Studio City Casino Indoor Water Park Ready to Open on Macau’s Cotai Strip

Studio City, a sprawling casino and entertainment resort on Macau’s luxurious Cotai Strip, is ready to debut its newest attraction — an indoor water park that will be open 365 days a year. The facility will welcome its first guests this Thursday, April 6.

Studio City water park Melco Resorts Macau Cotai Strip
The outdoor water park at Studio City in Macau has expanded indoors at the Cotai Strip integrated casino resort. Studio City’s indoor water park is set to open this week. (Image: Melco Resorts)

Studio City is owned and operated by Hong Kong-based Melco Resorts. Melco’s second integrated resort in Macau after City of Dreams, Studio City is a Hollywood-themed property that, unlike its nearby competitors, has long focused more on the family than the high roller.

Melco opened Studio City’s outdoor water park in May 2021. The casino is now ready to bring the water park’s all-weather indoor component online. The facility, located in the rear of the resort adjacent to the Studio City Event Center, includes 16 water attractions, with seven water slides, two wave pools, and an “Oblivion Pool” that extends both indoors and outdoors.

A surfing simulator, a 246-meter rapids course, an artificial rock climbing wall, and a diving pool are additionally featured. The indoor water park is a part of Studio City’s “first stage” of the casino’s “second phase” expansion.

Melco has a strong track record of contributing to Macau’s ongoing development as a world center of leisure tourism,” Melco Resorts’ CEO and Chair Lawrence Ho said of the development. “Studio City Phase 2 reaffirms our ongoing commitment to the city and contributes to reinforcing Macau’s non-gaming proposition in Asia and internationally.”

Melco Resorts was founded through the dissolution of Melco International and Crown Resorts’ partnership called Melco Crown Entertainment. Ho severed from Crown’s James Packer in 2017 after Crown was targeted by the Chinese government for advertising its Australian gaming operations to Chinese people.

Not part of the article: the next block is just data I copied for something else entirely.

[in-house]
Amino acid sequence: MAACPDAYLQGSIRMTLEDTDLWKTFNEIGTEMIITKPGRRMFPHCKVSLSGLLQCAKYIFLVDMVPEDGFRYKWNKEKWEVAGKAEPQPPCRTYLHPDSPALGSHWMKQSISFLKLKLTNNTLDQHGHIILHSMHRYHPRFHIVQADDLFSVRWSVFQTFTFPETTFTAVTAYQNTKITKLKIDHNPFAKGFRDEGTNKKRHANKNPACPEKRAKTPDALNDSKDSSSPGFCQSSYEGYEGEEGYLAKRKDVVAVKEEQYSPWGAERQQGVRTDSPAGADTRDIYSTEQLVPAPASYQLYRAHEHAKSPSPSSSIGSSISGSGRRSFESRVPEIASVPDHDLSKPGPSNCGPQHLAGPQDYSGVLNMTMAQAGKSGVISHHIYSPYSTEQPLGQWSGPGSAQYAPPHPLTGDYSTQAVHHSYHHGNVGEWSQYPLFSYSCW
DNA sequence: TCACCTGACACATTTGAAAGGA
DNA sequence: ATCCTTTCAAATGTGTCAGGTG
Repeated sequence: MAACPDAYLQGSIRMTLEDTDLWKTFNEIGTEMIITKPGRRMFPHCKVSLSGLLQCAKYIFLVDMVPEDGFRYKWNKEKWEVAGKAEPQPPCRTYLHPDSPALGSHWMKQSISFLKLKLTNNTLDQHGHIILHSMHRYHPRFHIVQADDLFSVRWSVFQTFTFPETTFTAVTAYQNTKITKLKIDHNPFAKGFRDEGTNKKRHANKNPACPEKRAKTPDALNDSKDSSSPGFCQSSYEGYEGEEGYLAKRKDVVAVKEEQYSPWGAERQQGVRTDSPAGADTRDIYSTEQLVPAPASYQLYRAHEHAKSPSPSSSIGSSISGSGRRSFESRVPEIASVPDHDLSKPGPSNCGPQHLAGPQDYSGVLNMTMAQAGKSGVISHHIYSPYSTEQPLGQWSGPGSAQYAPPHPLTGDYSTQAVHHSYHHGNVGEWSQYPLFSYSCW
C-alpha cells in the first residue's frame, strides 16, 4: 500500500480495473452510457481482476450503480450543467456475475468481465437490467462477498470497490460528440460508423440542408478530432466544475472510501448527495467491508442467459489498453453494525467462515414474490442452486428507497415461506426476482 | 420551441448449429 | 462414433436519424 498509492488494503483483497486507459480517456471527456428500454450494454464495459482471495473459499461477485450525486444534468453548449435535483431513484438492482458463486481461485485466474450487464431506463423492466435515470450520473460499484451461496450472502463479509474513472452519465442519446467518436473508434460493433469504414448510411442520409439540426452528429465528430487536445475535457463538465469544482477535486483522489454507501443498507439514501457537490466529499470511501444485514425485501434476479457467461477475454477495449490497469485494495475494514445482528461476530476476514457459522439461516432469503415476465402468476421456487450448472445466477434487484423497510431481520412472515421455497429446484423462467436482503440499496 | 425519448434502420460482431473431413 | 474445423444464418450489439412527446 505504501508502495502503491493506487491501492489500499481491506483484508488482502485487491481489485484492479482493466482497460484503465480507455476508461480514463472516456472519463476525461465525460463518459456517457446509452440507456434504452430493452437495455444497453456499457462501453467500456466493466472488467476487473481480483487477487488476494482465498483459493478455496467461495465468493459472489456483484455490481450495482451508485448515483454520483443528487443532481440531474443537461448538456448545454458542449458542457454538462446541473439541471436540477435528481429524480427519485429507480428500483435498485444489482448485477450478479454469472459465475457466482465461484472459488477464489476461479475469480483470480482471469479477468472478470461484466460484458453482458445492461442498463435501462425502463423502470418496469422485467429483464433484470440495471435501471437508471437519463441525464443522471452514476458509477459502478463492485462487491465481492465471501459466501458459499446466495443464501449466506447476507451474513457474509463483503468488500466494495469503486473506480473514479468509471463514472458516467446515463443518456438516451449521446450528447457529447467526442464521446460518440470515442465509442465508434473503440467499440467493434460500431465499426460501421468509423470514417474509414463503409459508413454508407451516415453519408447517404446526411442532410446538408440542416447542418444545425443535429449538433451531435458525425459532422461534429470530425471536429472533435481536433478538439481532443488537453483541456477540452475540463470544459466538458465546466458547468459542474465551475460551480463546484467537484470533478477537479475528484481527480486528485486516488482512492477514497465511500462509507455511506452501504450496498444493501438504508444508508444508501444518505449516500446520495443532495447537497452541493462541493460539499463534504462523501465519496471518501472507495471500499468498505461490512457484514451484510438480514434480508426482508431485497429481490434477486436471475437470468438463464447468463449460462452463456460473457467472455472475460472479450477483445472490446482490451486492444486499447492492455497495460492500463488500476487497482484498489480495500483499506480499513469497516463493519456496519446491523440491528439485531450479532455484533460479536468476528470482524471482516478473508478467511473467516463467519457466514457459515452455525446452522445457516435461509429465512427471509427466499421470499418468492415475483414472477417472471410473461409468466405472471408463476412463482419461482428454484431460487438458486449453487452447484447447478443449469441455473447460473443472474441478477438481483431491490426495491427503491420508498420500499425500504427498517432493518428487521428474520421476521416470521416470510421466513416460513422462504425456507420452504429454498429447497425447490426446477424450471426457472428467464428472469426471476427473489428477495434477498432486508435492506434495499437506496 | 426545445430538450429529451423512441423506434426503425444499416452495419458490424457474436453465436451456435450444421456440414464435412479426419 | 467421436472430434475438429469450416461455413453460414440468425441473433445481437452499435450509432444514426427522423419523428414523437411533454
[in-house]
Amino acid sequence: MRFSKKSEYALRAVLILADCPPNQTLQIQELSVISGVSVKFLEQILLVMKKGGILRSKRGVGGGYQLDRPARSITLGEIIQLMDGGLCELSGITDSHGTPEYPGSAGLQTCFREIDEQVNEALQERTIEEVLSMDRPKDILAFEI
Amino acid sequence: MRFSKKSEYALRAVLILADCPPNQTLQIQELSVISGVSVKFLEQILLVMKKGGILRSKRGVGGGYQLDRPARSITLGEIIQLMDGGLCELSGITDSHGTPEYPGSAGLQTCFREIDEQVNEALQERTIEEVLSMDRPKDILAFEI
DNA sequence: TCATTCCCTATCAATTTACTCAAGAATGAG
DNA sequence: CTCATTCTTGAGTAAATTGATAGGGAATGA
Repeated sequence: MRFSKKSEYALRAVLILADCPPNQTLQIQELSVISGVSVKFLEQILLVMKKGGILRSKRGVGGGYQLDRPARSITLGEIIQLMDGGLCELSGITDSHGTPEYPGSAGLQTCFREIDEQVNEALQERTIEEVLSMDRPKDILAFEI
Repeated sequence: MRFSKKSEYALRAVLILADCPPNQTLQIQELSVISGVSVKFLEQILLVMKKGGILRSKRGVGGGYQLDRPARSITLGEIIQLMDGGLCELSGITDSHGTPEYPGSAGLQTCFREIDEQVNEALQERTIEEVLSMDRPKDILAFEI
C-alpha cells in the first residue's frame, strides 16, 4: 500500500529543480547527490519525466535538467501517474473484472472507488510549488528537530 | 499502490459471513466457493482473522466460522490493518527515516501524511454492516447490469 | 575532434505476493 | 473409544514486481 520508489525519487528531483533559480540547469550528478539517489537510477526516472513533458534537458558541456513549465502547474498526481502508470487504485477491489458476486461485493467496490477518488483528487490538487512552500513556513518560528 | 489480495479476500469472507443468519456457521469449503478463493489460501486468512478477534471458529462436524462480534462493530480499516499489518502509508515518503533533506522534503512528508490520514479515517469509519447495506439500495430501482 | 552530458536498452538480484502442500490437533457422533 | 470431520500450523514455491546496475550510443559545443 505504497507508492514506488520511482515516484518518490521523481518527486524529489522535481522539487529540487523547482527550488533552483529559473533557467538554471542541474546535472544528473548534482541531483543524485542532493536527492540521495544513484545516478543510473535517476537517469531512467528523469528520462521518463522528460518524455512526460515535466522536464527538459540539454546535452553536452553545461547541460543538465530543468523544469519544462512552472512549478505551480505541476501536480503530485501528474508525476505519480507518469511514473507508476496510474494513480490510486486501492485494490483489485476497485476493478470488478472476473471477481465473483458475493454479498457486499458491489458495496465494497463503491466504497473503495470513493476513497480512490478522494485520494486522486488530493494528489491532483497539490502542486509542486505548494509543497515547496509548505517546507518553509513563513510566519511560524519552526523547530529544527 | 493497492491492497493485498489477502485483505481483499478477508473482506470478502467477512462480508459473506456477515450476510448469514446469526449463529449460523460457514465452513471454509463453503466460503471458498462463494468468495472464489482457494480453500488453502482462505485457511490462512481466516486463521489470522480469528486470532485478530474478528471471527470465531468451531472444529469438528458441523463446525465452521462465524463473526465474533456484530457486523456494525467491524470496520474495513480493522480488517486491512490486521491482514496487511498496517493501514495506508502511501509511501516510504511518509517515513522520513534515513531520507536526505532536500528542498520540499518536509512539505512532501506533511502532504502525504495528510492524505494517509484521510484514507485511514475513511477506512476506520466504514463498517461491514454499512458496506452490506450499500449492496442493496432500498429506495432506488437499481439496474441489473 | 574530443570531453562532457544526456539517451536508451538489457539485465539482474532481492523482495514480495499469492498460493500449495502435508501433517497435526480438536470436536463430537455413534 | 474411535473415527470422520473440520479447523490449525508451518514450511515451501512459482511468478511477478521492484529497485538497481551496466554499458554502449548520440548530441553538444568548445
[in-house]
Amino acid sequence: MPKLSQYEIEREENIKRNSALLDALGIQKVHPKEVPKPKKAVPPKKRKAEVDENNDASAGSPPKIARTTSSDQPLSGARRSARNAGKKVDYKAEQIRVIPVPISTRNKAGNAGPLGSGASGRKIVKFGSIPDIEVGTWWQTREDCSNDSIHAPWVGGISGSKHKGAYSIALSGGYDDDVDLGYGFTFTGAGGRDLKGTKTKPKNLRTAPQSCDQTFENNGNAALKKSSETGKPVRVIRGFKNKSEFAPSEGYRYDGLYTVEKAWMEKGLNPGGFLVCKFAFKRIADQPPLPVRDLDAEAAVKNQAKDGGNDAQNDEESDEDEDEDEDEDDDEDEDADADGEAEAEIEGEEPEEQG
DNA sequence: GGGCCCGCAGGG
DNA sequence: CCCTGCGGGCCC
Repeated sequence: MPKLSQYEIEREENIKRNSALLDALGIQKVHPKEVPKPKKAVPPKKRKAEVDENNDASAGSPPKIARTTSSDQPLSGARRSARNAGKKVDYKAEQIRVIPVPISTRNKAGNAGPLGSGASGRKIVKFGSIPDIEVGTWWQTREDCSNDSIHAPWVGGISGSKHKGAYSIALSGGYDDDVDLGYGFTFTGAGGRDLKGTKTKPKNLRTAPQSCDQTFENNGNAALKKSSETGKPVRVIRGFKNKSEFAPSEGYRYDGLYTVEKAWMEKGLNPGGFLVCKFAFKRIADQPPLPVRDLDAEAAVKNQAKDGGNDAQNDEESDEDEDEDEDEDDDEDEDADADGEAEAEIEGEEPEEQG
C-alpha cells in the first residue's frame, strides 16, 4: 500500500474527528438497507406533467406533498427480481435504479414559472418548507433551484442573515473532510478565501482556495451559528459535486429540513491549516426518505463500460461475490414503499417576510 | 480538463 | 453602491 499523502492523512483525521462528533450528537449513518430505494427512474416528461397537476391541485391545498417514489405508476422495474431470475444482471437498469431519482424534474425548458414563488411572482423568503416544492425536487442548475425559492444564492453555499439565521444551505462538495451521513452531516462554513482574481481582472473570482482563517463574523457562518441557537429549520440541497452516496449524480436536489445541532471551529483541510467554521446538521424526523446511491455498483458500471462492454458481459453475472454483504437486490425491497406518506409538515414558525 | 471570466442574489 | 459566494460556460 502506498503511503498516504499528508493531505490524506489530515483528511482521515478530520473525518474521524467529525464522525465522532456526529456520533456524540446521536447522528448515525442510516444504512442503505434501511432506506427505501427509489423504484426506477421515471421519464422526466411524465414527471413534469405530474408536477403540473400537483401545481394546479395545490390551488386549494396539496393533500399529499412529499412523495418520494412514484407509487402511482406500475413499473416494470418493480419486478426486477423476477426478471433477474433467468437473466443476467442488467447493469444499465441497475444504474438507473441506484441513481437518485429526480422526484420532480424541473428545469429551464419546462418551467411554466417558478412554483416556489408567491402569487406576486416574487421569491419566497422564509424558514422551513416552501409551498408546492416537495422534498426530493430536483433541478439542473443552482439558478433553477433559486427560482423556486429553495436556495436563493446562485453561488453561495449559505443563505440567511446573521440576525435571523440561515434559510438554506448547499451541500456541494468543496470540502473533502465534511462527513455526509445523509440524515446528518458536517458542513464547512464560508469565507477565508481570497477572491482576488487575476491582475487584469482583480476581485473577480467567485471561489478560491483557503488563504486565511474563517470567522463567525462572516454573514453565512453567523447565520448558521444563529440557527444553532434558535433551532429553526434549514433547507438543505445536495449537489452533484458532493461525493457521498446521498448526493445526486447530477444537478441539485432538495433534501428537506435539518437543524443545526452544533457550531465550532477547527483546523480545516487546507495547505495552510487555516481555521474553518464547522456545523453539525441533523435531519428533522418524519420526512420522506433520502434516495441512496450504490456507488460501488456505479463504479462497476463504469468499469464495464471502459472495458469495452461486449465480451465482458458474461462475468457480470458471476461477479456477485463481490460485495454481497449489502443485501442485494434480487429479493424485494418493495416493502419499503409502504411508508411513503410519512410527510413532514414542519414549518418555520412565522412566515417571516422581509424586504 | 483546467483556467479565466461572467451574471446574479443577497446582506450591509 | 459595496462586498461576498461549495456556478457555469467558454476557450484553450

Non-Gaming Initiatives

Macau issued fresh 10-year gaming licenses to its six casino operators late last year. But the concessions came with costly guarantees that each firm would invest significantly into non-gaming projects.

The six gaming giants — Sands, MGM, Wynn, SJM Resorts, and Galaxy Entertainment being the five other licensees — agreed to collectively spend $13.5 billion on amenities and resort improvements unrelated to their casino floors. Melco’s nongaming share responsibility is roughly $1.24 billion.

Along with the indoor water park, Studio City’s first phase of its second expansion development includes a new hotel tower. Called the Epic Tower, the new hotel features 338 suites.

Since the Studio City expansion was announced prior to Melco receiving its new gaming license, the indoor water park and Epic Tower won’t count against the company’s $1.24 billion nongaming commitment.

Mass Market Appeal

Macau, the world’s richest casino market prior to COVID-19, today presents a substantially different operating climate for the six casino operators.

VIP junket groups that had kept Macau’s high roller rooms bustling for many years have largely been forced out by the Chinese government in Beijing. China President Xi Jinping’s administration concluded that junkets wrongly marketed gaming to the mainland’s wealthiest gamblers and helped them move large amounts of money from the Communist Party’s oversight through the tax haven of Macau.

With far fewer higher rollers regularly in town, the casinos are refocusing their efforts on the mass market. While those patrons typically gamble less, the casinos don’t offer nearly the same incentives to the general public, allowing the properties to generate better margins.

But analysts say Macau’s attempt to follow Las Vegas in pivoting from a gambling-first destination to a more well-rounded entertainment and convention epicenter might not be a smart bet.

“For the past 20 years, none of the operators have managed to establish any significant progress in nongaming,” Ben Lee, a gaming analyst focused on Macau and Asian markets, said in January. “Contrary to the vaunted Las Vegas model, nongaming in Asia does not carry the same profit margin, as spending behavior is quite different here.”

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